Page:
Shrine of the Three Kings, Cologne Cathedral, 2018

Elsewhere, however, the timeline of the twelve days of Christmas is more closely observed. This was strikingly demonstrated by a visit to Cologne in January 2018, timed to coincide with Epiphany on January 6th, when according to tradition the Magi finally arrived to see Jesus. Cologne Cathedral houses the magnificent Shrine of the Three Kings, said to contain the treasured relics of the Magi. A fine example of Bible of the Folk, from minimal gospel references to ‘Magi’ (Matthew, verses 2: 1-9), usually translated as wise men, the three foreign visitors to the stable gained ‘back stories’, and became popularly designated Kings with the names Melchior (from Persia), Caspar/Gaspar (from India or Tarsus) and Balthazar (designated King of Arabia, sometimes more specifically Ethiopia, and since the 13th century depicted as black).

The Three Kings, St Andreas Church, Cologne, January 6 2018

Through a grille in the beautifully crafted 13th century shrine, three crowned skulls can be seen, above each their name picked out in precious stones. While normally access to the shrine is limited, on 6 January people are allowed to go through the gates and get close to it, which still proves an enormous attraction. Thus, in Cologne there is a very definite sense of the temporal progress of the nativity story, the three kings’ role in it and by extension nativity scenes.

Queuing to get close to the Shrine of the Three Kings, Cologne Cathedral, 6 January 2018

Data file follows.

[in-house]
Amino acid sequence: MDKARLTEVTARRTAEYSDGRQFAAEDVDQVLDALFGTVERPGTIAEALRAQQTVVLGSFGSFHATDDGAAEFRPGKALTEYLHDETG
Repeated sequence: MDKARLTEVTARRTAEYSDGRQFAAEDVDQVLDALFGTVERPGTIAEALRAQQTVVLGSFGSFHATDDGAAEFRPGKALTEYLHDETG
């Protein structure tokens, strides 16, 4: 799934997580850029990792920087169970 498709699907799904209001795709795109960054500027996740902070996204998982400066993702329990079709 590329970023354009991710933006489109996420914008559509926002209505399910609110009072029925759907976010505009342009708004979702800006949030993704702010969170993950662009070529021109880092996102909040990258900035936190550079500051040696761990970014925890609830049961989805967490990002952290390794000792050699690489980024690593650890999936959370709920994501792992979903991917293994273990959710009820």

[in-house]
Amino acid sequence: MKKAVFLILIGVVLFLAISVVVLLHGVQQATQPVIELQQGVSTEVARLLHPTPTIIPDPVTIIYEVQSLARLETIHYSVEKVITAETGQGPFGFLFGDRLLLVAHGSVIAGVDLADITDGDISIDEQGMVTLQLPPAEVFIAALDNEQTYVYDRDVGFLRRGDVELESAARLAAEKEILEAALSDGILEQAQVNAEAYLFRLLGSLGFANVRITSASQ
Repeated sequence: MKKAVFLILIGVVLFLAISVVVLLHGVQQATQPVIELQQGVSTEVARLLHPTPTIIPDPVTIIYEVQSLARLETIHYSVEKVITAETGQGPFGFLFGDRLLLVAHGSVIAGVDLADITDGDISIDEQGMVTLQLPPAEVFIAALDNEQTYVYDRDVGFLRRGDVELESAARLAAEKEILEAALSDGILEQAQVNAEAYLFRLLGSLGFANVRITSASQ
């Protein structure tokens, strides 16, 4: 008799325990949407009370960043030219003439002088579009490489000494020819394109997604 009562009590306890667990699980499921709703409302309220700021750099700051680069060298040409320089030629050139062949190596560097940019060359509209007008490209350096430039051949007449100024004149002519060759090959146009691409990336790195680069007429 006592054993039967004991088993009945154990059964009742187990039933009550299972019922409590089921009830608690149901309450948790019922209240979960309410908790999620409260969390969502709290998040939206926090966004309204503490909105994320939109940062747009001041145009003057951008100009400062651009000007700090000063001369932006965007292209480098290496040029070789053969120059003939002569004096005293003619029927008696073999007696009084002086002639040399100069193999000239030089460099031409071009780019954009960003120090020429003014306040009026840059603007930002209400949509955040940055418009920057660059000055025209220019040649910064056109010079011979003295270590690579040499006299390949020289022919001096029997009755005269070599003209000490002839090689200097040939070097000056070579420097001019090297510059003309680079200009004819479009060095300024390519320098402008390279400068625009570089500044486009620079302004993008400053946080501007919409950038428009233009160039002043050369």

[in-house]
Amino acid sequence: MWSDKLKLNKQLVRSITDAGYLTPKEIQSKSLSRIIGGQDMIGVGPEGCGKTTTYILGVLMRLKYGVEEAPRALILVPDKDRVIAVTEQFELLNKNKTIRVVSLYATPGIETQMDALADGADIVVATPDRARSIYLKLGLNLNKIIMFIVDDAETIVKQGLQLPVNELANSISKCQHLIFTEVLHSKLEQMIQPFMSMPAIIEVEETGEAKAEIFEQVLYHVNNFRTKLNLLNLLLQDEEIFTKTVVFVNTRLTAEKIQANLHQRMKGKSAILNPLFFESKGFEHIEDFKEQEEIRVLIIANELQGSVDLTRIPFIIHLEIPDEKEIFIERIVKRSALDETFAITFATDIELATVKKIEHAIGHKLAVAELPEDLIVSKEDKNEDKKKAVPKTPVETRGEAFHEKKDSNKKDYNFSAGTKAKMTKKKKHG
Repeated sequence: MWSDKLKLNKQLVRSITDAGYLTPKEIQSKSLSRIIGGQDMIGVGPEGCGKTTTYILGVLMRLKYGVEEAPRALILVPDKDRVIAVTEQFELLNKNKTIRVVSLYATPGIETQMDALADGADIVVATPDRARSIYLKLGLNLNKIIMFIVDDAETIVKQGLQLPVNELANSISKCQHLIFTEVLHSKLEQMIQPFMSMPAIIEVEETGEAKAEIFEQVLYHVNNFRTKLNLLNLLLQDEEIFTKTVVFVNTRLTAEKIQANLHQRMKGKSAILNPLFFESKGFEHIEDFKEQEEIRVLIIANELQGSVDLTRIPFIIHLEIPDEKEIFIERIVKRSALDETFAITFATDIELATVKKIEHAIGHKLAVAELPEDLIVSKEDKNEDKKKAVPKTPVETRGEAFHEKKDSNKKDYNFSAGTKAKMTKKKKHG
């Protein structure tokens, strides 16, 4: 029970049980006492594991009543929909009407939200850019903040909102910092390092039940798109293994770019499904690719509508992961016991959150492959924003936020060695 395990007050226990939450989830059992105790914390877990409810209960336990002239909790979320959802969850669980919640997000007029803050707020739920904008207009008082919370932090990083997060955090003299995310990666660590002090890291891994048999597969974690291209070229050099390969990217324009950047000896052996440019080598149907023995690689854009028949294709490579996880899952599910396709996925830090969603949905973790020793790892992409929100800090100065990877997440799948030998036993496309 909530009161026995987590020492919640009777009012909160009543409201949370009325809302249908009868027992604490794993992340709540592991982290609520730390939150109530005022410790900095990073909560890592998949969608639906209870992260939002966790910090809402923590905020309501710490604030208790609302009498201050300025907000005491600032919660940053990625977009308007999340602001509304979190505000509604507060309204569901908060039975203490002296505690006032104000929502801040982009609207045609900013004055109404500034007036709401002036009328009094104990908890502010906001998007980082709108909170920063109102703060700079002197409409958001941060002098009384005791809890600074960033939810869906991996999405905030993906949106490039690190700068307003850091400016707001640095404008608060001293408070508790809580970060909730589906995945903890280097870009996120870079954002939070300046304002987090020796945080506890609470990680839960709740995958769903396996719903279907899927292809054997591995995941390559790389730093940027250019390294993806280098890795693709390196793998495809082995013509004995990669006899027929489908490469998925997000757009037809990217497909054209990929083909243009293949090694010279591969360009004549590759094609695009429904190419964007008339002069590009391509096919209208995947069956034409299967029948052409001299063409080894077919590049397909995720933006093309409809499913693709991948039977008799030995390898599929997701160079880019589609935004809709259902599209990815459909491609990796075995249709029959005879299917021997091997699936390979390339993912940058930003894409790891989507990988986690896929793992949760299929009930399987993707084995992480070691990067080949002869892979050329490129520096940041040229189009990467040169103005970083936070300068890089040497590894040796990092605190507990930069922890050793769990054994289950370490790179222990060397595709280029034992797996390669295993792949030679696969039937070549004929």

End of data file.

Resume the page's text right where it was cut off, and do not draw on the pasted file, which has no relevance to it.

Visiting nativity scenes in various Cologne churches after Christmas but ahead of January 6, we became aware that the Kings were absent.  After a while we realised that in some churches there was simply no sign of them, while in others the Kings were to be spotted perched up on the gallery, or out in the church entrance, or gradually moving up within the church as Epiphany approached. It was only on January 6 that the scene was complete, in line with the liturgical calendar. Among other things, this prompts repeated visits to churches to see the nativity scenes as they develop over time!

Nativity Scene, Minoritenkirche, Cologne, 3 January 2018




Three Kings in nave, heading towards nativity scene, Minoritenkirche, Cologne, 3 January 2018



There is a lot going on behind nativity scenes—from Bible of the Folk embellishments on the gospel accounts of the birth of Jesus, to craft traditions and local pride, from a sense of belonging to evangelising and sometimes uneasy negotiations of secularised assumptions and religion in the public domain. So, as you encounter nativity scenes in this strange year, think about the implications of what you are actually seeing, who is there,  what the setting is, what part of the story is being represented—and notice how long they last!

And of course, if you see any interesting examples, please do send them to us at and we’ll share them on our Instagram account.

Three Kings arrived at nativity scene, Minoritenkirche, Cologne, 6 January 2018



Colman, Simon, Marion Bowman and Tiina Sepp. 2019. ‘A Cathedral Is Not Just for Christmas: Civic Christianity in the Multicultural City’ In Pamela E. Klassen and Monique Scheer, eds. The Public Work of Christmas: Difference and Belonging in Multicultural Societies. McGill-Queen’s University Press, Montreal, pp. 240–261.